Grosses Degenhorn

Page Type Page Type: Mountain/Rock
Location Lat/Lon: 46.87000°N / 12.40000°E
Additional Information Elevation: 9665 ft / 2946 m
Sign the Climber's Log


Geographical Classification: Eastern Alps > Hohe Tauern > Villgraten Group > Großes Degenhorn

Großes Degenhorn photo_id=129240

Großes Degenhorn is the fourth highest mountain of the Villgraten Group in the south of Hohe Tauern. Like its three higher neighbours Weisse Spitze (2963), Rote Spitze (2956m) and Hochgrabe it scrapes the "magical" limit of 3000m but just doesn't quite reach it. Together with Kleines Degenhorn, which is some 100m lower it forms a twin summit on the main ridge of the Villgraten Group. It stands at an important position on the Main Ridge (West) of Villgraten Group, just where the ridge to the subgroup of Hochgrabe branches off.

The mountain is best accessible from Winkeltal at the end of which you find the only mountain hut of the Group, Volkzeiner Hütte. A very nice spot on this side of the mountain is "Schrentebachboden", a large high cirque which is located high up on the eastern slopes of the Degenhorn summits. But also the other sides of the mountains offer worthwile trips.

Like all high mountains in Villgraten Group you witness picture perfect views of all the Dolomites and Hohe Tauern, just like the ones Gangolf published on the Hochgrabe page.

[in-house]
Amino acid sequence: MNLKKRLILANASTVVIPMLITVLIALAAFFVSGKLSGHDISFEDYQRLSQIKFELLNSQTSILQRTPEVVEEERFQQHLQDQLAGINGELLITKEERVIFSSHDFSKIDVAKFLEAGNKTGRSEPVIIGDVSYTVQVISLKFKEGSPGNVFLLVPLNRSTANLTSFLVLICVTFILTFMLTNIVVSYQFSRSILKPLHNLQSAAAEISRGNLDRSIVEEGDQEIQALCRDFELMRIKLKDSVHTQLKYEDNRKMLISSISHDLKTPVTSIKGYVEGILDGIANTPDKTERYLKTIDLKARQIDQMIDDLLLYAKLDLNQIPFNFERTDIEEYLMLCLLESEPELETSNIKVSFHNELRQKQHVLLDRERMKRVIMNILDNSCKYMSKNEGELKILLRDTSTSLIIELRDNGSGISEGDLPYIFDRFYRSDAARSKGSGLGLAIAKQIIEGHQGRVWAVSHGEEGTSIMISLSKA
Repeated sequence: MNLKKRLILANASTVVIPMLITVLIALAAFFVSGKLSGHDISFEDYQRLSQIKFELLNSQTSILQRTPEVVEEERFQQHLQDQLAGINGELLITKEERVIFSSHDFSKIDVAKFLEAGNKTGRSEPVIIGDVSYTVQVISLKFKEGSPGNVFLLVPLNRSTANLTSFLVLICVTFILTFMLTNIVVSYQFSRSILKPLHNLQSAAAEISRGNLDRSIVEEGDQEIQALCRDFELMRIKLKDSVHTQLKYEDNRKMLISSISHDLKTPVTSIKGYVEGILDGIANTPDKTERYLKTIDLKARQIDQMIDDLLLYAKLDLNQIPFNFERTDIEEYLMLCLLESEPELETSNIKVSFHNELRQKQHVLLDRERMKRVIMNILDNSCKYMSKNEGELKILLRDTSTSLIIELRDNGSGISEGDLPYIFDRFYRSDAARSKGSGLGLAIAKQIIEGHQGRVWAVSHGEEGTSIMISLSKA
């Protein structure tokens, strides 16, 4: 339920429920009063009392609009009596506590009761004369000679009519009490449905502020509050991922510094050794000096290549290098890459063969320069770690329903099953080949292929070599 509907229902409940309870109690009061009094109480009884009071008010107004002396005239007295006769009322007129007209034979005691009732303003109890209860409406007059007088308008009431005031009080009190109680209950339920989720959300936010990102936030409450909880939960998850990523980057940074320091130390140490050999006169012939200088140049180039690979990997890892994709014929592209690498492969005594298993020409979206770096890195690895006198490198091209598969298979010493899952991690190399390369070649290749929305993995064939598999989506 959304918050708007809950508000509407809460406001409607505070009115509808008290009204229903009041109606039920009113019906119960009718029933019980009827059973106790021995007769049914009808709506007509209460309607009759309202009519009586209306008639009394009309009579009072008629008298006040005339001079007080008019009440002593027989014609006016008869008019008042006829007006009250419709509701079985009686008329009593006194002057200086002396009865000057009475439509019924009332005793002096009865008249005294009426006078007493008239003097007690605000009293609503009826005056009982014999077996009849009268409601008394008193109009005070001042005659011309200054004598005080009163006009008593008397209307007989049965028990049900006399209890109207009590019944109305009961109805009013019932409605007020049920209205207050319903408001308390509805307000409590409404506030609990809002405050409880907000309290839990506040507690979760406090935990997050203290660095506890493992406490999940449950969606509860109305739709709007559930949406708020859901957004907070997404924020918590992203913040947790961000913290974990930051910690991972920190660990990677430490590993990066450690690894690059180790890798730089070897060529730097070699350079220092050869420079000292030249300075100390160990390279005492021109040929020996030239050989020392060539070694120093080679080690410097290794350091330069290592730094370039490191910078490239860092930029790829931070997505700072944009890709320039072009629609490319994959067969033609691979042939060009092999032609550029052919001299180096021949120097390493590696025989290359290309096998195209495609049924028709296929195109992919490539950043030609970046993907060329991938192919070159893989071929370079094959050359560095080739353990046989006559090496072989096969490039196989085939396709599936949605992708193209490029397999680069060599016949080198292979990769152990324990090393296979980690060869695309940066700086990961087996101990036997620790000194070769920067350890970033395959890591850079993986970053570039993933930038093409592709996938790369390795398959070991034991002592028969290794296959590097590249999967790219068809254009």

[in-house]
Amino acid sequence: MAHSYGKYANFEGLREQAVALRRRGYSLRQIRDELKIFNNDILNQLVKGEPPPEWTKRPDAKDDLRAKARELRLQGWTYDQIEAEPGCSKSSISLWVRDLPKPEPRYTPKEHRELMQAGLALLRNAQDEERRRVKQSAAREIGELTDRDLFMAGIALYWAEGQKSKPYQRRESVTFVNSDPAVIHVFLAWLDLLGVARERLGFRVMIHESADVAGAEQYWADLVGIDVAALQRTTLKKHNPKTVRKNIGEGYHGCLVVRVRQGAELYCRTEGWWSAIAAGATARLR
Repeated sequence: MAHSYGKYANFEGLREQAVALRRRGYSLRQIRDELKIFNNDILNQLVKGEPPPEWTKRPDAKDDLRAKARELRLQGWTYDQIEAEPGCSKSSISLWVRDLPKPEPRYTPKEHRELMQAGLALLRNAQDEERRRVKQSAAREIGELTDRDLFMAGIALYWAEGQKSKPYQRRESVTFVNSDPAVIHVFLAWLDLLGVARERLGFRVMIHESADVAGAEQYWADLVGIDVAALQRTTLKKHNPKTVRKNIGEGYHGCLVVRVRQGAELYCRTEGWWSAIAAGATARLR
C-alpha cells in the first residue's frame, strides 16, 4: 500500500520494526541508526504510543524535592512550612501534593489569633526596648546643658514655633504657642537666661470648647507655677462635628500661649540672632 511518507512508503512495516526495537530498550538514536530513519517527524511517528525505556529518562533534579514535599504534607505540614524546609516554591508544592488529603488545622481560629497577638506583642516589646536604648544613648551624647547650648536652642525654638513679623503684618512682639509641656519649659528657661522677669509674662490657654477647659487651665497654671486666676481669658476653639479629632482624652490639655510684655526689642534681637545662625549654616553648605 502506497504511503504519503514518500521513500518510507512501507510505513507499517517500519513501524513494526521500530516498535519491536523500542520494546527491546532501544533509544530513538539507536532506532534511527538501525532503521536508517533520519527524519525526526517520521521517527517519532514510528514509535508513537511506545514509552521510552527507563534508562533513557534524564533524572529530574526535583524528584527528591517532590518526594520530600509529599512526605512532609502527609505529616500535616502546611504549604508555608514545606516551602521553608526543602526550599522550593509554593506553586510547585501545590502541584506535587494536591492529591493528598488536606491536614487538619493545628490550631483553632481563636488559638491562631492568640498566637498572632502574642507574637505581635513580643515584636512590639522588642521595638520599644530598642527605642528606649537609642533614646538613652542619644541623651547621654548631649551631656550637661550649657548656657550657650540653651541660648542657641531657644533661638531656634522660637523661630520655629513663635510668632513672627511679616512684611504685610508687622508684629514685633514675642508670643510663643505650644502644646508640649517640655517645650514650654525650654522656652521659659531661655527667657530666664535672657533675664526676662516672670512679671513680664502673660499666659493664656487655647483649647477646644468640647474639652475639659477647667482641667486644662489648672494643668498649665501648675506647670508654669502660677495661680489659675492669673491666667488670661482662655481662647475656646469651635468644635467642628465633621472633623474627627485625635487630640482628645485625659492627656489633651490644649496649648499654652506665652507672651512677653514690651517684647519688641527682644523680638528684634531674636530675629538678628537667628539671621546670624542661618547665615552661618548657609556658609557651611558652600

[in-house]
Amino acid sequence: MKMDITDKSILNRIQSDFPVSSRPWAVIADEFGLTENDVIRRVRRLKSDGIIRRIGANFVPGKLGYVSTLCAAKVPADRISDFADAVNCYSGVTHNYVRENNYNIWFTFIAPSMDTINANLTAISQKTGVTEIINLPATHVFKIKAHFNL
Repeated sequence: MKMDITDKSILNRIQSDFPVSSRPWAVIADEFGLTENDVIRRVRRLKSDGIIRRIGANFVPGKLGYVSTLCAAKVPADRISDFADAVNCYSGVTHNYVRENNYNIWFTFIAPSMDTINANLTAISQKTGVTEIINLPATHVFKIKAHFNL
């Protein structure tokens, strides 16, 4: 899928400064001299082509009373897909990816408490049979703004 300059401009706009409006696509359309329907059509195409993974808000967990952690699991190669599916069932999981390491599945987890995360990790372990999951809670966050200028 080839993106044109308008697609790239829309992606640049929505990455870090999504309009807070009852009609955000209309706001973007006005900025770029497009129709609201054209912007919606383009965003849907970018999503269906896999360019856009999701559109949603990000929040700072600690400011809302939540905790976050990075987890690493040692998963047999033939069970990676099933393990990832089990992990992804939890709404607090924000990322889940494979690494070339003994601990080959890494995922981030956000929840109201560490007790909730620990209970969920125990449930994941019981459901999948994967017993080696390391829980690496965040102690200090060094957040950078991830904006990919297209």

Getting There

Großes Degenhorn photo_id=128806

There are three trailheads for Großes Degenhorn, one at the end of Villgraten Valley at Oberstalleralm, one at the end of Winkeltal at Volkzeiner Hütte and one in the north in Derfereggental at Brunnalm above the village of St. Jakob. Use the following descriptions to get to the trailheads:

Western Approach (Oberstalleralm and Volkzeiner Hütte)
Take the Brenner / Brennero Motorway A22 from Innsbruck (north) or Verona (south). At Brixen / Bressanone turn onto SS49 into Pustertal / Val Pusteria. Turn north at Sillian into Villgraten Valley. For Oberstalleralm follow the valley to its end, for Volkzeiner Hütte turn north into Winkeltal which you also can follow to its end.

Northern Approach (Brunnalm)
Take B161, Felbertauern Road, from Kitzbühel south. After passing Felbertauern Tunnel you reach Matrei, where you can turn into Derfereggental Valley. Go to St. Jakob where you take the lift to Brunnalm.

Eastern Approach (all trailheads)
Take Motorway A2 from Klagenfurt to Villach. There turn onto A10 north which leads you to Spittal. A little north of Spittal turn west onto B100, which follows the Drau River Valley to Lienz and on into Pustertal Valley. For the southern trailheads follow the road to Sillian where you turn north. For the northern trailhead take B108 north to Huben where you turn west into Derfereggen Valley.